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Photo Courtesy: [Warren K. Leffler/Wikipedia]


There were 200 stores with broken windows, 150 stores were emptied, and 1,180 fires were set between March 30 and April 14. "I think white America made its biggest mistake when they killed Dr. King last night. He was the one man in our race trying to preach mercy and forgiveness for what the white man has done. Execution of this retaliation will not be in the courts, but in the streets, we're going to die on our feet; we're tired of living on our stomachs." --- Mayor-Commissioner Walter Washington


United States Capitol Building


The United States Capitol is where the United States Congress and the seat of the legislative branch meet. It is located on Capitol Hill. The original building was built in 1800 and has since been restored and added on to. The United States Congress formally began in 1789, and New York City remained home to them until 1790. 


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Photo Courtesy: [David Maiolo/WikimediaCommons]


Philadelphia was the temporary capital for ten years until the Capitol Building in Washington, D.C. was ready. Pierre Charles L'Enfant was in charge of creating the city plan. The Capitol also hosts major events, like presidential inaugurations, Independence Day celebrations, and the National Memorial Day Concert. 


Arlington National Cemetery


The Arlington National Cemetery is a military cemetery across the Potomac River in Washington D.C. The cemetery was established during the Civil War. Martha Washington's great-granddaughter owned the grounds of Arlington House. In 1862, legislation was passed authorizing the government to purchase land for national cemeteries for military members that died. 


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Photo Courtesy: [Wknight94/WikimediaCommons]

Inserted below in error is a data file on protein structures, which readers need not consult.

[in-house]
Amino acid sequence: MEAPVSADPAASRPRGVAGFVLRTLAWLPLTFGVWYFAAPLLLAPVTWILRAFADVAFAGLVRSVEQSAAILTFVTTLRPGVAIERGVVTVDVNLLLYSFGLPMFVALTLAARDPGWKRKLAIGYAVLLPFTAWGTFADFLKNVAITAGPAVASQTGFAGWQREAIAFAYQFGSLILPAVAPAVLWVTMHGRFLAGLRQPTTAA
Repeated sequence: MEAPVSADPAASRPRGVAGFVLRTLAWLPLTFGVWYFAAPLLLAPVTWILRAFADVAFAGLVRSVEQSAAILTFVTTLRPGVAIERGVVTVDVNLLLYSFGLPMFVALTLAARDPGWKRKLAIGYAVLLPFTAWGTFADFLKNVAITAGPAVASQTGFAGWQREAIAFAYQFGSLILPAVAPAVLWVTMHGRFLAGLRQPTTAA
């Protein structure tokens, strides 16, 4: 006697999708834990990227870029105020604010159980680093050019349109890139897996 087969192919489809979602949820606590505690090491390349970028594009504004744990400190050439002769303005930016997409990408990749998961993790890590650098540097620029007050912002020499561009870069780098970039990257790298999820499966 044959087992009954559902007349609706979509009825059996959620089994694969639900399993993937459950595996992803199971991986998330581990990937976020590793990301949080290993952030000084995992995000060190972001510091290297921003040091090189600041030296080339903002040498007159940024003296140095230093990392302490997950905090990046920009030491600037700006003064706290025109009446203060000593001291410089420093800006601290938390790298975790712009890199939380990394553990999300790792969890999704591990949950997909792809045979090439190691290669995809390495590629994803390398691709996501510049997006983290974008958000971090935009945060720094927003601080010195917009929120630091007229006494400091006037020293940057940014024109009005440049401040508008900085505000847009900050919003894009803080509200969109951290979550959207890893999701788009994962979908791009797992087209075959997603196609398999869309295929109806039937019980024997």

They reported that Arlington Estate was suitable because it was high and free from floods, and it was aesthetically pleasing. William Henry Christman was the first military burial at Arlington in 1864. The land became a military reservation in 1983. Every year on Memorial Day, the gravestones at the cemetery are marked by U.S. flags.


Library of Congress


The Library of Congress is a research library. It serves the United States Congress and is the National Library of the United States. It is housed in three buildings on Capitol Hill and is the oldest federal cultural institution in the U.S., and is one of the largest libraries. Most of the library's original collection was ruined in the War of 1812. 


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Photo Courtesy: [William Henry Jackson/WikimediaCommons]


To restore their collection, they bought Thomas Jefferson's entire personal collection. The primary mission of the library is to research inquiries made by members of Congress. The idea of creating a congressional library was first made in 1783 by James Madison.


Smithsonian Institution National Museum of Natural History 


The National Museum of Natural History was founded in 1846 and is located on the National Mall as part of the Smithsonian Institution. It is a Neoclassical style building and was the first structure constructed on the National Mall's north side. The Smithsonian has about 146 million artifacts and specimens. 


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Photo Courtesy: [Alex Proimos/WikimediaCommons]


Research is divided into seven departments in the museum. It is 1.5 million square feet in overall area and holds millions of plants, animals, fossils, minerals, meteorites, human remains, rocks, and human cultural artifacts. The museum is also home to the largest group of scientists in the world.


Signing The Declaration by The United Nations


The Declaration by the United Nations is a signed treaty that formalized the Allies of World War II. Forty-seven national governments signed it. The U.S., U.K., USSR, and China signed a short document on January 1st, 1942, and the declaration became the basis of the United Nations. 


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Photo Courtesy: [January 1942 || The name "United Nations" is coined/UnknownAuthor/UN.org]


It was drafted at the White House by President Franklin D. Roosevelt. The term United Nations became the formal name that they were fighting under during the war.


Lincoln's Assassination